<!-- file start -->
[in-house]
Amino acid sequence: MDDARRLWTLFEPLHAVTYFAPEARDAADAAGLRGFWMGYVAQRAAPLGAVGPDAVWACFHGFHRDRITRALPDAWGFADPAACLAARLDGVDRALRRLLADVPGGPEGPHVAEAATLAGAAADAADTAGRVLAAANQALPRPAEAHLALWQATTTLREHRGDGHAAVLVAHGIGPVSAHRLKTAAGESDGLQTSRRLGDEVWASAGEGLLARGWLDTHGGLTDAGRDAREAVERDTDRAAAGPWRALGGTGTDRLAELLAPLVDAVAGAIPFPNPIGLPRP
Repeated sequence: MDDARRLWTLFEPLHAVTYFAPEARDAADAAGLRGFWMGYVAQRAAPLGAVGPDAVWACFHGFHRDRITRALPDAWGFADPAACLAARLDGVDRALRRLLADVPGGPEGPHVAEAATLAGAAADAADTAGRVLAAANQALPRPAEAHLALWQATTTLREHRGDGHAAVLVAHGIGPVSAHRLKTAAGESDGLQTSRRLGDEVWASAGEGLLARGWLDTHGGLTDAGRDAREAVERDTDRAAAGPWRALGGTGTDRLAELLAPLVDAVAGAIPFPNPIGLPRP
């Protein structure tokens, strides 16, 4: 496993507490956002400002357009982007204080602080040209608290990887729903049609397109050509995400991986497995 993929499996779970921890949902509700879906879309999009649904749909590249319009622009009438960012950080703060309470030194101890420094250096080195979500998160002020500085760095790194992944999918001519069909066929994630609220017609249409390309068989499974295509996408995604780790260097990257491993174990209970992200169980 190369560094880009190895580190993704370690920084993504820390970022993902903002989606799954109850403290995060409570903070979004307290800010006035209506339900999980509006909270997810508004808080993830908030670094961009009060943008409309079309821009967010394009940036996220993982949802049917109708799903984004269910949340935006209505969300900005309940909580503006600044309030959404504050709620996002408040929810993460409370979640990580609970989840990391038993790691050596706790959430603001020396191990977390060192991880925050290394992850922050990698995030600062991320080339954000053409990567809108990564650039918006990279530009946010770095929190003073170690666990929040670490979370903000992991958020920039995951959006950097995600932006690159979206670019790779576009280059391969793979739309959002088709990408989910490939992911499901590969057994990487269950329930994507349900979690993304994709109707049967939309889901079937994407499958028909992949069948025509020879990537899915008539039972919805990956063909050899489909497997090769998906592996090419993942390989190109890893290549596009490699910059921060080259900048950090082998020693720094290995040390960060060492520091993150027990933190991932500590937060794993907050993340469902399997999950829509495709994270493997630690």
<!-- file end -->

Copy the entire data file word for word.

[in-house]
Amino acid sequence: MDDARRLWTLFEPLHAVTYFAPEARDAADAAGLRGFWMGYVAQRAAPLGAVGPDAVWACFHGFHRDRITRALPDAWGFADPAACLAARLDGVDRALRRLLADVPGGPEGPHVAEAATLAGAAADAADTAGRVLAAANQALPRPAEAHLALWQATTTLREHRGDGHAAVLVAHGIGPVSAHRLKTAAGESDGLQTSRRLGDEVWASAGEGLLARGWLDTHGGLTDAGRDAREAVERDTDRAAAGPWRALGGTGTDRLAELLAPLVDAVAGAIPFPNPIGLPRP
Repeated sequence: MDDARRLWTLFEPLHAVTYFAPEARDAADAAGLRGFWMGYVAQRAAPLGAVGPDAVWACFHGFHRDRITRALPDAWGFADPAACLAARLDGVDRALRRLLADVPGGPEGPHVAEAATLAGAAADAADTAGRVLAAANQALPRPAEAHLALWQATTTLREHRGDGHAAVLVAHGIGPVSAHRLKTAAGESDGLQTSRRLGDEVWASAGEGLLARGWLDTHGGLTDAGRDAREAVERDTDRAAAGPWRALGGTGTDRLAELLAPLVDAVAGAIPFPNPIGLPRP
């Protein structure tokens, strides 16, 4: 496993507490956002400002357009982007204080602080040209608290990887729903049609397109050509995400991986497995 993929499996779970921890949902509700879906879309999009649904749909590249319009622009009438960012950080703060309470030194101890420094250096080195979500998160002020500085760095790194992944999918001519069909066929994630609220017609249409390309068989499974295509996408995604780790260097990257491993174990209970992200169980 190369560094880009190895580190993704370690920084993504820390970022993902903002989606799954109850403290995060409570903070979004307290800010006035209506339900999980509006909270997810508004808080993830908030670094961009009060943008409309079309821009967010394009940036996220993982949802049917109708799903984004269910949340935006209505969300900005309940909580503006600044309030959404504050709620996002408040929810993460409370979640990580609970989840990391038993790691050596706790959430603001020396191990977390060192991880925050290394992850922050990698995030600062991320080339954000053409990567809108990564650039918006990279530009946010770095929190003073170690666990929040670490979370903000992991958020920039995951959006950097995600932006690159979206670019790779576009280059391969793979739309959002088709990408989910490939992911499901590969057994990487269950329930994507349900979690993304994709109707049967939309889901079937994407499958028909992949069948025509020879990537899915008539039972919805990956063909050899489909497997090769998906592996090419993942390989190109890893290549596009490699910059921060080259900048950090082998020693720094290995040390960060060492520091993150027990933190991932500590937060794993907050993340469902399997999950829509495709994270493997630690």